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Google-owned traffic app Waze, which directs drivers to shortcuts and less-trafficked roads, has come under fire by police forces that want the cop-tracking feature removed.
Los Angeles Police Department Chief Charlie Beck wrote a letter to Google CEO Larry Page on Dec. 30, which the LA Times published, requesting that the feature be removed. “I am writing to alert you that your company’s ‘Waze’ app as currently configured poses a danger to the lives of police officers in the United States. That danger was just demonstrated by its use in the recent assassination of New York Police Department officers Rafael Ramos and Wenjian Liu.”
The letter was written just days after New York Police Department officers Rafael Ramos and Wenjian Liu were murdered by gunman Ismaaiyl Brinsley, who approached the officers from behind with no warning.
According to the Waze website, “Waze is the world’s largest community-based traffic and navigation app.” The website further goes on to describe its services: “After typing in their destination address, users just drive with the app open on their phone to passively contribute traffic and other road data, but they can also take a more active role by sharing road reports on accidents, police traps, or any other hazards along the way, helping to give other users in the area a ‘heads-up’ about what’s to come.”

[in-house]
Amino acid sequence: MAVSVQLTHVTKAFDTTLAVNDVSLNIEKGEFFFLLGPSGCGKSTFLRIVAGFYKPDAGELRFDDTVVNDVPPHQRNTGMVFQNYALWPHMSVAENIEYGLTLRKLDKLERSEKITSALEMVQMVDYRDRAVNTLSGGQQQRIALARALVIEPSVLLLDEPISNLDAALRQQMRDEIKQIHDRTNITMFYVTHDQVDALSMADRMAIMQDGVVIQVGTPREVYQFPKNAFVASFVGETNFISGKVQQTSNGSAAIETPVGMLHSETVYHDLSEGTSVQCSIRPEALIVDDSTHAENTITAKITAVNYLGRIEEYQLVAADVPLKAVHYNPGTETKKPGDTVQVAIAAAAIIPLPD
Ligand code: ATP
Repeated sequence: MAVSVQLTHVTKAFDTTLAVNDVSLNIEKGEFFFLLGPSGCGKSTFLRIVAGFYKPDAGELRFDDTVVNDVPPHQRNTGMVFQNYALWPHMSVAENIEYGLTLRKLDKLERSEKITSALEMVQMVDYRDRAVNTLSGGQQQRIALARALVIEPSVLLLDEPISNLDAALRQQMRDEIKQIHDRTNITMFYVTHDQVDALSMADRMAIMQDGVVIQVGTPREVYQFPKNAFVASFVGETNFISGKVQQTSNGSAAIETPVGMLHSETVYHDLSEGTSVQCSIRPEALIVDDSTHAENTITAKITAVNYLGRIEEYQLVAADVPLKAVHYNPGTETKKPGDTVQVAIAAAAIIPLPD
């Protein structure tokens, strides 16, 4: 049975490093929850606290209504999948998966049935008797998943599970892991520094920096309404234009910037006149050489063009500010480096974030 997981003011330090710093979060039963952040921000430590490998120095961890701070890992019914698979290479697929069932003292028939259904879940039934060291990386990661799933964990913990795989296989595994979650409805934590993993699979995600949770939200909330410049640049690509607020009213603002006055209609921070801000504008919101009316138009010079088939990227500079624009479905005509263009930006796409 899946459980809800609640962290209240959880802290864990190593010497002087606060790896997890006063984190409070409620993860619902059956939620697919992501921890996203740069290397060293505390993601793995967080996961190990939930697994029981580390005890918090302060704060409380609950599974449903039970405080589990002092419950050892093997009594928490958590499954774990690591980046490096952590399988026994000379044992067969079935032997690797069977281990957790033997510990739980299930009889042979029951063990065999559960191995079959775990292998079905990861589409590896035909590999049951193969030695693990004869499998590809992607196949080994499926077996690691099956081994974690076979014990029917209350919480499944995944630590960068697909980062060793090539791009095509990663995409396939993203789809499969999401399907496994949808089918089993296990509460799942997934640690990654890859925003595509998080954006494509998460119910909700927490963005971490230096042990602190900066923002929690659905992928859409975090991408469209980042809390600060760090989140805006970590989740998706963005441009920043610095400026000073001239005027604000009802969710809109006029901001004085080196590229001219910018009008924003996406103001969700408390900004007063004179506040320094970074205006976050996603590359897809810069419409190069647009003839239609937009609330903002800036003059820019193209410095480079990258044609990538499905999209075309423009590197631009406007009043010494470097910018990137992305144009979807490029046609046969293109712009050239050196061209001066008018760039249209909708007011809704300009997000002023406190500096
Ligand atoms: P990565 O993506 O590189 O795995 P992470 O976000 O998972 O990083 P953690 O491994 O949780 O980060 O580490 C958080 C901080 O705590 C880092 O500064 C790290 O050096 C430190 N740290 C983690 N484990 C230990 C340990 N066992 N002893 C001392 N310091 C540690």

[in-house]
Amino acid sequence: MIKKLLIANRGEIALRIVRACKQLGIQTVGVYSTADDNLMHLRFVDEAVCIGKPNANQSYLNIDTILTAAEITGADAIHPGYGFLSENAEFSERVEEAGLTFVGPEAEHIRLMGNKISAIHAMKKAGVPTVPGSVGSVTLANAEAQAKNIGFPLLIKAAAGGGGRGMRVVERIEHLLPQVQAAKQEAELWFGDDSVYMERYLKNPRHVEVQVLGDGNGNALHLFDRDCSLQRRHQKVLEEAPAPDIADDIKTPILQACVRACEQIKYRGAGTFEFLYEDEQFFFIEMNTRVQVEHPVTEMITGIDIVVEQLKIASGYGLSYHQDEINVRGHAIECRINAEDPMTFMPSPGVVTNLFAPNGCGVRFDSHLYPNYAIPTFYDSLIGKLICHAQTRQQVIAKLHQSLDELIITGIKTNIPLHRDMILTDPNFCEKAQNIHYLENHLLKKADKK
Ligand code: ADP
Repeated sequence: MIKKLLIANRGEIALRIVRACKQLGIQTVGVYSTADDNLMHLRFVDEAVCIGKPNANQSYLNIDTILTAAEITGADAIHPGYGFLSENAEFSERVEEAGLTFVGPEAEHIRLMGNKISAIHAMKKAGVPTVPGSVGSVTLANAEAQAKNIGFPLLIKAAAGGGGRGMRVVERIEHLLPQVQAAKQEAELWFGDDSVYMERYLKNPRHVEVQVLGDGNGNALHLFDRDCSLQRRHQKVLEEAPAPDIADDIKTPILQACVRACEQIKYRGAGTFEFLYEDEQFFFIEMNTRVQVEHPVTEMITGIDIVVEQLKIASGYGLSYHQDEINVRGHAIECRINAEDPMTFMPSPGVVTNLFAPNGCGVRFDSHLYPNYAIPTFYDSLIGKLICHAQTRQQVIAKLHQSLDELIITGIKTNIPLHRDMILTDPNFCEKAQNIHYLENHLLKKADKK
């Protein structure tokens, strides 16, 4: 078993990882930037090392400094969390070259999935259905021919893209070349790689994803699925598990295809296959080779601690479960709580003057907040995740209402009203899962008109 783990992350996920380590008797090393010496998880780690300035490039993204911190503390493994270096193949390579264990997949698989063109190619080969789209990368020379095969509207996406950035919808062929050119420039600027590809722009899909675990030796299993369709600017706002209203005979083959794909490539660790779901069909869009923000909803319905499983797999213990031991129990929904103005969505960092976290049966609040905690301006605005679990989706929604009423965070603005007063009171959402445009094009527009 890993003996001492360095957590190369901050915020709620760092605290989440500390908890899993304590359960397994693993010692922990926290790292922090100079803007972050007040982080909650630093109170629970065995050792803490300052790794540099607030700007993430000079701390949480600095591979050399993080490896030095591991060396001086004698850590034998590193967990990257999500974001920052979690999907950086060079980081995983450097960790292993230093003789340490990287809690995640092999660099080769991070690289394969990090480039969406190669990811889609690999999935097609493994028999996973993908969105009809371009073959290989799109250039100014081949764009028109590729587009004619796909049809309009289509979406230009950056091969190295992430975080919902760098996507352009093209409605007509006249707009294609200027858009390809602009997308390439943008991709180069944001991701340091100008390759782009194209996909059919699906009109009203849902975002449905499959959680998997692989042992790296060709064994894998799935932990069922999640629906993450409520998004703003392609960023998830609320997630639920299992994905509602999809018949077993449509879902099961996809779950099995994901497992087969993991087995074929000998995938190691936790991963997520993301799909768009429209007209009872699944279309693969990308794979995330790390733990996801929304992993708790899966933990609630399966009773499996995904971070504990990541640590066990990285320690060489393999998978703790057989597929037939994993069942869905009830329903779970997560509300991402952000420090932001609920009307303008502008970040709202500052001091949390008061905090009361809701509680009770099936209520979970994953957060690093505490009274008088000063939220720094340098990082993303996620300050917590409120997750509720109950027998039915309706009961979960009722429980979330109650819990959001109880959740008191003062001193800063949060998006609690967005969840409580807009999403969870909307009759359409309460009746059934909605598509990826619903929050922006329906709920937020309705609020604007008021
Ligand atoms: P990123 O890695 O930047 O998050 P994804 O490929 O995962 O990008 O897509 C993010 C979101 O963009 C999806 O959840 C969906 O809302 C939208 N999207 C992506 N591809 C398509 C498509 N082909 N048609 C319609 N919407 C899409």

Users of the app are also able to contribute to the service by plugging in the rough whereabouts of where and when cops are spotted.
“I think people that develop technology have a responsibility also and I just want them to take that into account,” Beck told KTLA in an interview on Tuesday. “Now, whether or not that moves Google, I don’t know.”
Waze spokeswoman Julie Mossler addressed the concerns in a statement published on the LA Times website: “We think very deeply about safety and security and work in partnership with the NYPD and other police and departments of transportation all over the world … to help municipalities better understand what’s happening in their cities in real time. These relationships keep citizens safe, promote faster emergency response and help alleviate traffic congestion.” Mossler further added, “Police partners support Waze and its features, including reports of police presence, because most users tend to drive more carefully when they believe law enforcement is nearby.”
Mossler also confirmed that the app cannot “track” officers’ movements.
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